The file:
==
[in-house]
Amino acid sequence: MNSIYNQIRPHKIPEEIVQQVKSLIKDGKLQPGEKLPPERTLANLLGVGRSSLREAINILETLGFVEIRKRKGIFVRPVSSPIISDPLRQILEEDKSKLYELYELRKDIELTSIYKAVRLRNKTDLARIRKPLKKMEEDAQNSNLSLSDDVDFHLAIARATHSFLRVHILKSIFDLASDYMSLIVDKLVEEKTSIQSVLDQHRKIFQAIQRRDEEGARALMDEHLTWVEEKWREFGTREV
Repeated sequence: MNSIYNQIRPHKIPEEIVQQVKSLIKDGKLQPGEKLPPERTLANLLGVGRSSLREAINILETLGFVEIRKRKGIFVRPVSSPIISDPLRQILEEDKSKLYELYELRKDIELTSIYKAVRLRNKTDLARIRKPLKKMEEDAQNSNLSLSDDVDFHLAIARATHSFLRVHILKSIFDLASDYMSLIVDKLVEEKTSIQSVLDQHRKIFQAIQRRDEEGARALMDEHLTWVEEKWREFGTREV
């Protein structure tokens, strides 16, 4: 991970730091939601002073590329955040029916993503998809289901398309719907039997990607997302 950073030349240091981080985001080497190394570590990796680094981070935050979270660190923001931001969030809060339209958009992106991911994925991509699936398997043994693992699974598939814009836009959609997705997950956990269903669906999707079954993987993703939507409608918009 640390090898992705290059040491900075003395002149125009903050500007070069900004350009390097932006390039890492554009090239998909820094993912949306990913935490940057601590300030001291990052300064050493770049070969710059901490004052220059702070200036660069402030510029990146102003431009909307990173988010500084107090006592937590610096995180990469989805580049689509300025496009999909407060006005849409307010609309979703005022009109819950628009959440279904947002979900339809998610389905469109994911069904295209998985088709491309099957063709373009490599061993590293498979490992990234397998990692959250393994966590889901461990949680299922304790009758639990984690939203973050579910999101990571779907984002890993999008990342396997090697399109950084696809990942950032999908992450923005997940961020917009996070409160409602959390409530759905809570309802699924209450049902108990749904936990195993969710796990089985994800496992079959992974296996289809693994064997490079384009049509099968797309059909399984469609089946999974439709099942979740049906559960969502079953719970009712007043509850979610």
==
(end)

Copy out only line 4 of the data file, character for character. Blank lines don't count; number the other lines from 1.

């Protein structure tokens, strides 16, 4: 991970730091939601002073590329955040029916993503998809289901398309719907039997990607997302 950073030349240091981080985001080497190394570590990796680094981070935050979270660190923001931001969030809060339209958009992106991911994925991509699936398997043994693992699974598939814009836009959609997705997950956990269903669906999707079954993987993703939507409608918009 640390090898992705290059040491900075003395002149125009903050500007070069900004350009390097932006390039890492554009090239998909820094993912949306990913935490940057601590300030001291990052300064050493770049070969710059901490004052220059702070200036660069402030510029990146102003431009909307990173988010500084107090006592937590610096995180990469989805580049689509300025496009999909407060006005849409307010609309979703005022009109819950628009959440279904947002979900339809998610389905469109994911069904295209998985088709491309099957063709373009490599061993590293498979490992990234397998990692959250393994966590889901461990949680299922304790009758639990984690939203973050579910999101990571779907984002890993999008990342396997090697399109950084696809990942950032999908992450923005997940961020917009996070409160409602959390409530759905809570309802699924209450049902108990749904936990195993969710796990089985994800496992079959992974296996289809693994064997490079384009049509099968797309059909399984469609089946999974439709099942979740049906559960969502079953719970009712007043509850979610």